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Страна Конструктор Название Год Фото Текст


Страна: Италия

Год: 1917

SIA - Italia - 1913 - Италия<– –>SIA - 7B / 7B2 / 8B - 1917 - Италия

J.Davilla Italian Aviation in the First World War. Vol.3: Aircraft M-W (A Centennial Perspective on Great War Airplanes 75)


  Inspired by the availability of the new 600-hp Fiat A.14 engine, ing. Mario Torretta designed a heavy bomber to compete with the Caproni series which had previously dominated the Italian bomber force. The new design was designated S.I.A.1200 (for 1,200 hp total engine power) but better known as the S.I.A.14. (for Fiat A.14 engines).Three examples were built in mid-1917.
  The S.I.A.14b was a three bay, equal span biplane. As with the Caproni designs, there was a short central fuselage containing the crew, and two large booms with an engine in the front and a biplane tail surfaces with six fin and rudders. Beneath each of the forward bombs was a complex landing gear with 4 wheels in a row and a single wheel mounted ahead of each bogie to prevent the aircraft from nosing over; this gave a total of 10 wheels for the landing gear. Control was achieved by a servo command system. The crew was five people and defensive armament consisted of four machine guns.
  Alegi has uncovered documents showing that the DGA had ordered 100 examples in August with the expectation that they were to be delivered September. It is noteworthy that not a single S.I.A.14 had yet to actually fly.
  It was hoped that the new design and new engines would overcome the deficiencies of the Capronis which not only were prone to structural failures (usually the wing struts) but were also underpowered. However, it is possible that there was a growing animosity towards the Caproni firm which gave constant excuses as to why the development of new types was so slow and for their inability to meet the production schedule called for in the contracts.
  Problems with the Capronis had persisted, at least partially due to poor workmanship and inadequate materials, leading to frequent breakage of the bolts connecting the wings to the interplane struts. This problem became serious enough to lead to the immediate suspension of the flight activity on January 19, 1916.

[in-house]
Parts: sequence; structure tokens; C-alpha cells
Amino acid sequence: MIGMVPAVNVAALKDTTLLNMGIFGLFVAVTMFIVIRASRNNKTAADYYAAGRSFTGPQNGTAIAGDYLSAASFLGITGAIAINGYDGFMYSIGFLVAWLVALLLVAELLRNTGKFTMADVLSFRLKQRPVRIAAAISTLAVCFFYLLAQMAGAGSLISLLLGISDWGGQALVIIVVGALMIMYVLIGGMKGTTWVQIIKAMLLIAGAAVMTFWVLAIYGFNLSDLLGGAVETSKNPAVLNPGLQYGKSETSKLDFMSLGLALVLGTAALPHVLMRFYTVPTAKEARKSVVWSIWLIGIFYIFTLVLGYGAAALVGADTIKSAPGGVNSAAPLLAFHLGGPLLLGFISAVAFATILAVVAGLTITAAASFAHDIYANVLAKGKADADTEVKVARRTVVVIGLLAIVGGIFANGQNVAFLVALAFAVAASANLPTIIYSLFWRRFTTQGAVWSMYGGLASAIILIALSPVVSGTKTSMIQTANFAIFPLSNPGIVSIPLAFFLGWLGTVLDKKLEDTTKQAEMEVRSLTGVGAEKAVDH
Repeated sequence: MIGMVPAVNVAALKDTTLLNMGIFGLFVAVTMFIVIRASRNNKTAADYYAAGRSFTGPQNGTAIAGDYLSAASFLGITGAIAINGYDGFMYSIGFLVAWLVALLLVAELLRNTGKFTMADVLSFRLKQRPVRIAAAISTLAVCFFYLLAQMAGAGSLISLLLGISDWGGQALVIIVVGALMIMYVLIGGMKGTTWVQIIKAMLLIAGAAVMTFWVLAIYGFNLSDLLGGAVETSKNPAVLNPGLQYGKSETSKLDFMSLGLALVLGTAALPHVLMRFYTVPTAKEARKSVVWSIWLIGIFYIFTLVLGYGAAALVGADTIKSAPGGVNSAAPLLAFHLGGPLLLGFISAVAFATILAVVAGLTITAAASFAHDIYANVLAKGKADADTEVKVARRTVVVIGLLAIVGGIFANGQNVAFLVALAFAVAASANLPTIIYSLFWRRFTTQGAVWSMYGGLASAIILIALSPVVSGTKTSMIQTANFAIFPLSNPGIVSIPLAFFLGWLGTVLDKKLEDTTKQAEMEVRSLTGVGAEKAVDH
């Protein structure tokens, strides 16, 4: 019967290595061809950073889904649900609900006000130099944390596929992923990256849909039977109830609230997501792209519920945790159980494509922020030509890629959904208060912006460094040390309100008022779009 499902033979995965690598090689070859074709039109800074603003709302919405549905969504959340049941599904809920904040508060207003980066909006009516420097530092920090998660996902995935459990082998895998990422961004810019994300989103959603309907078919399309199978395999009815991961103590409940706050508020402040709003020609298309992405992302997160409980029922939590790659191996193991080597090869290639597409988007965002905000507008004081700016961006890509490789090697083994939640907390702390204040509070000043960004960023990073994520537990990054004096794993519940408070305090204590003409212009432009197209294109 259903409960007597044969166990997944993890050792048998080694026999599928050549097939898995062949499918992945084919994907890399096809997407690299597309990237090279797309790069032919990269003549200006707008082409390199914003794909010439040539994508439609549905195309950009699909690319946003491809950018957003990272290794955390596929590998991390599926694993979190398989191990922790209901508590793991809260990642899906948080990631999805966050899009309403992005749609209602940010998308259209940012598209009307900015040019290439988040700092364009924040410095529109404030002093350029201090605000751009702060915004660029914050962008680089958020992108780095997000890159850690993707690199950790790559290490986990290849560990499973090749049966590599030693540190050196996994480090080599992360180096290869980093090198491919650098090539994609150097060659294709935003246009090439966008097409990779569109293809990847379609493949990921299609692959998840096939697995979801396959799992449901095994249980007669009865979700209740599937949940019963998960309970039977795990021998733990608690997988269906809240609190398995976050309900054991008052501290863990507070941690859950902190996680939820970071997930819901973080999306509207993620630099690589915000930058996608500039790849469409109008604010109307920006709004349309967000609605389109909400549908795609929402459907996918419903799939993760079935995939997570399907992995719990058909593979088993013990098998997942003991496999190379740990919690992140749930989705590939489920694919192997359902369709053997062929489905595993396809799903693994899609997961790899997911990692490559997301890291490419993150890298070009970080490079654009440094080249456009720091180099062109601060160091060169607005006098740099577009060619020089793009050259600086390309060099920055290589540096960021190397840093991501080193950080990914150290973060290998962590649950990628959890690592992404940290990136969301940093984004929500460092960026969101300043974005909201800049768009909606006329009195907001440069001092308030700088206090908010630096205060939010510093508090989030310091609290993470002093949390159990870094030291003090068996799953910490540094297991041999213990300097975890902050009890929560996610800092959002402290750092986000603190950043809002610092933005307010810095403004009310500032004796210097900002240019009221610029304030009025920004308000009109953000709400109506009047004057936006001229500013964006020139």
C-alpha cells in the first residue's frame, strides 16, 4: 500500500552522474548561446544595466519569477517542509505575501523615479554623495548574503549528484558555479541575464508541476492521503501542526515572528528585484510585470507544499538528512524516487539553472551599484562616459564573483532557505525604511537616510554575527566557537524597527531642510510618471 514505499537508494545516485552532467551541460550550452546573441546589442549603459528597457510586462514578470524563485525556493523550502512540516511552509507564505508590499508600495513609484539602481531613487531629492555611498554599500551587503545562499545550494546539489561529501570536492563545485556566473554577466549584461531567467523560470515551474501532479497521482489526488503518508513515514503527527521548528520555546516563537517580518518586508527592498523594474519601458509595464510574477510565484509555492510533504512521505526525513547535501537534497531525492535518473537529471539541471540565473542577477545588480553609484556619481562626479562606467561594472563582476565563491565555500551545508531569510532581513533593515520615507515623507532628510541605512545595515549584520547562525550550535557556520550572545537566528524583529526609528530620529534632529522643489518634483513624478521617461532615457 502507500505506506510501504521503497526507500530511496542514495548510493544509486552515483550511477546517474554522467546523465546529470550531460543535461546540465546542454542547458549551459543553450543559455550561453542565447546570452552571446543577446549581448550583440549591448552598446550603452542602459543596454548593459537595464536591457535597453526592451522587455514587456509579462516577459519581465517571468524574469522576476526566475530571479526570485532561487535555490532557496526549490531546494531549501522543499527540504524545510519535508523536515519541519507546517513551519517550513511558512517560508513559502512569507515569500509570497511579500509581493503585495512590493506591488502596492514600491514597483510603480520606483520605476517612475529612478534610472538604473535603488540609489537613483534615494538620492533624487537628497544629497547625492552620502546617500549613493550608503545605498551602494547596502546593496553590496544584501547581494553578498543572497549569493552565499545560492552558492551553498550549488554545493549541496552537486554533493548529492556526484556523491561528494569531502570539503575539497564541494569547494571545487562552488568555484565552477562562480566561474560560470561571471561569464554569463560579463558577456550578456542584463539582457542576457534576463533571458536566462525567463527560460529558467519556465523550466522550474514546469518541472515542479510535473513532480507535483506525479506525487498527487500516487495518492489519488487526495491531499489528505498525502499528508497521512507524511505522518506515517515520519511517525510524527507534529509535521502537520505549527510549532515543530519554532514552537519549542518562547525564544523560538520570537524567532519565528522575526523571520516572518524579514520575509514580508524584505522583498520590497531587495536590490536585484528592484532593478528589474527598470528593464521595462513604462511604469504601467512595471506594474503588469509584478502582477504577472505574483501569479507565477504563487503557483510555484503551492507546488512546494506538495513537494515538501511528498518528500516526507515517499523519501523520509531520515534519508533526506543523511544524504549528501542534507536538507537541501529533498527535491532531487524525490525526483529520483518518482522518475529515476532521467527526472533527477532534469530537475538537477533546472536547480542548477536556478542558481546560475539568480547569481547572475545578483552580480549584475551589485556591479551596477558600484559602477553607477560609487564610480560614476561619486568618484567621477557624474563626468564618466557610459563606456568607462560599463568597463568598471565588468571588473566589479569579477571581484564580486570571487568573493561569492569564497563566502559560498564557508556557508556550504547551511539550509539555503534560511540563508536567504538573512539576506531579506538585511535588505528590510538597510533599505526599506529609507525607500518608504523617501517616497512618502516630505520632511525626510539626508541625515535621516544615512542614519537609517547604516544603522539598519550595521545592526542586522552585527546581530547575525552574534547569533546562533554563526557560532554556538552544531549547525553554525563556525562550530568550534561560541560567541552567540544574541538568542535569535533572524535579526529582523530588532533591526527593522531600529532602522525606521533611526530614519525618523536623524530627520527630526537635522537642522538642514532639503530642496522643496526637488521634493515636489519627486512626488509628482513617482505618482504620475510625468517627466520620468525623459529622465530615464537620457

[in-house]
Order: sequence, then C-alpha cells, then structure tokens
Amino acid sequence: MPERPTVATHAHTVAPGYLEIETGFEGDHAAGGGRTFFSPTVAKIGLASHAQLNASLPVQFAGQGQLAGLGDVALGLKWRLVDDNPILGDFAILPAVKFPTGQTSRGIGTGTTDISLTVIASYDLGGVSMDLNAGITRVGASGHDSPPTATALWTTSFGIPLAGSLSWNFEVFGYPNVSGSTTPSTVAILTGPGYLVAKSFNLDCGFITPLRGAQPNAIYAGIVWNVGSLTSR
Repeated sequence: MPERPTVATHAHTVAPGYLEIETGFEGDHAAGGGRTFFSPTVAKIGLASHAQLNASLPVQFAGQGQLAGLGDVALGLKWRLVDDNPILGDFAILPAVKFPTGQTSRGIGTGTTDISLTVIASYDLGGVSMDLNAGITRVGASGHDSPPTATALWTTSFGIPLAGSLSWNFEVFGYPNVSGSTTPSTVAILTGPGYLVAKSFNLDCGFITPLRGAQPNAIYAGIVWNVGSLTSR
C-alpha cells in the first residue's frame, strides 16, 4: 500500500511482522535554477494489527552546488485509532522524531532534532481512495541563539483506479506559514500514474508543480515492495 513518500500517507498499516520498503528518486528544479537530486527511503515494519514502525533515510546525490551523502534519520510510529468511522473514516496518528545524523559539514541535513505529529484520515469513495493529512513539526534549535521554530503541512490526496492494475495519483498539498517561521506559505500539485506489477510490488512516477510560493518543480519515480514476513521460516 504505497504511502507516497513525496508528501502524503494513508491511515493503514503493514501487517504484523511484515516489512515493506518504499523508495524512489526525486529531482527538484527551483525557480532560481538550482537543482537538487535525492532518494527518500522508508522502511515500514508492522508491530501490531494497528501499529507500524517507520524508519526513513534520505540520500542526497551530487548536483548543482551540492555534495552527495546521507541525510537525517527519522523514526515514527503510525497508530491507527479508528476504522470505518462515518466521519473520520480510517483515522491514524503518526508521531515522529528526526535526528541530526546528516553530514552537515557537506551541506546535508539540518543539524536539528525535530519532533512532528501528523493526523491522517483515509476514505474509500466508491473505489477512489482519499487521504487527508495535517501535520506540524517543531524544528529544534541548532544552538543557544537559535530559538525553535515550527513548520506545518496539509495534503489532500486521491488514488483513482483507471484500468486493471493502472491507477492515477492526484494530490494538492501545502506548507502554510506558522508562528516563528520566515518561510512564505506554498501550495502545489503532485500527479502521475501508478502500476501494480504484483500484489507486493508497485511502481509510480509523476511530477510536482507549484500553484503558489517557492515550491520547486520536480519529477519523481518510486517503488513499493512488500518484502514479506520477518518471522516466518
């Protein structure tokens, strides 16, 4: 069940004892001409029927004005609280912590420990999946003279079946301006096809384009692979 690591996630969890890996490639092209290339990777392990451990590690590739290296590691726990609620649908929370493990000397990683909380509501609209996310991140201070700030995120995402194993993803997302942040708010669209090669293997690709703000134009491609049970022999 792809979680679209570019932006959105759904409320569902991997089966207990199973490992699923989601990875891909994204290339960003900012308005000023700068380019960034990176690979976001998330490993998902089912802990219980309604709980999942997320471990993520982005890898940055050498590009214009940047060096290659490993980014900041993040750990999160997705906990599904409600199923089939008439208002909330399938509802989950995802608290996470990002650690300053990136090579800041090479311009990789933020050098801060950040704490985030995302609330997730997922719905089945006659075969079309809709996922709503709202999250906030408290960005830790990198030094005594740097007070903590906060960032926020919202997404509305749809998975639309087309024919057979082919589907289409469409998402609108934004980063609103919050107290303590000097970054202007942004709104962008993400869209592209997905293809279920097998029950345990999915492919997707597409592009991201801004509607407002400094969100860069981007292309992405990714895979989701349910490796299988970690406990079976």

Replacing the bolts with ones made of stronger materials rectified the problems, but it took two weeks to make these modifications. As a result of these problems, Capronis at the front had to be subjected to rigorous examination after each operational flight, and new machines were subjected to equally rigorous testing prior to delivery at the front. This all called for qualified maintenance personnel, spare parts, and an adequate infrastructure.
  It was planned to improve the Caproni’s range, bomb load, and defensive armament by fitting 100 examples with two 400/500-hp Fiat engines already under development at Fiat, these would be designated Ca.3s. A Caproni with three 600 hp engines was also under construction as the Ca.5. The Ca.4 would prove to be unsuited for combat operations over the front, and the Ca.5 would not enter frontline service in significant numbers until after the Armistice.
  These well-laid plans would not produce a solution to the Caproni problem. The S.I.A.14 was not ready for testing until mid-November. It will never be known how much an improvement it would have offered over the Ca.4 and Ca.5, because it never completed testing. Apparently, during taxying tests the prototype was damaged. One report stated that the S.I.A. had ‘completely failed in recent tests’, although how that conclusion was made remains unclear as no S.I.A.14 had yet flown. Perhaps this refers to the extended delay in the development of the prototype (which was certainly no worse than what would happen to the Ca.4 and Ca.5) or problems with the Fiat A.14 engines.
  War Minister Paolo Morrone felt that the A.14 had not failed and that it was unwarranted to conclude that it should be cancelled when it had yet to make a single flight.
  It was all to no avail, the Ca.4 was selected as the new long range bomber capable of bombing Pola and Vienna, and the S.I.A.14 was shelved. The sad story of Capronis follow on designs are told in the Caproni section of this book.

S.I.A.14 bomber with two 600-hp Fiat A.14 engines
  Wingspan 32.90 m.; length, 17.35 m.; height, 4.90 m; wing area, 240 sq m.
  Empty weight 5.500 kg; payload, 3.000 kg; loaded weight 8.500 kgs
  Maximum speed 140 km/h; ceiling 4,000 m; endurance 7 hours (these are presumably projected figures as the S.I.A.14 apparently never flew).

Журнал - Flight за 1919 г.
One of the first giant bombing 'planes built for Italy by the S.I.A. Co., of Turin, in the early part of 1916. It had two 700 h.p. Fiat engines mounted in the forward portions of the twin fuselages. The central nacelle carried pilot, observers and bombs, the useful load being 3 tons. Span, 108 ft.; chord, 11 ft. 6 ins.; overall length, 57 ft.; and weight, empty, 5 1/2 tons
The SIA 14b remained a prototype.
J.Davilla - Italian Aviation in the First World War. Vol.3: Aircraft M-W /Centennial Perspective/ (75)
S.I.A. 14B prototype. (Roberto Gentilli)
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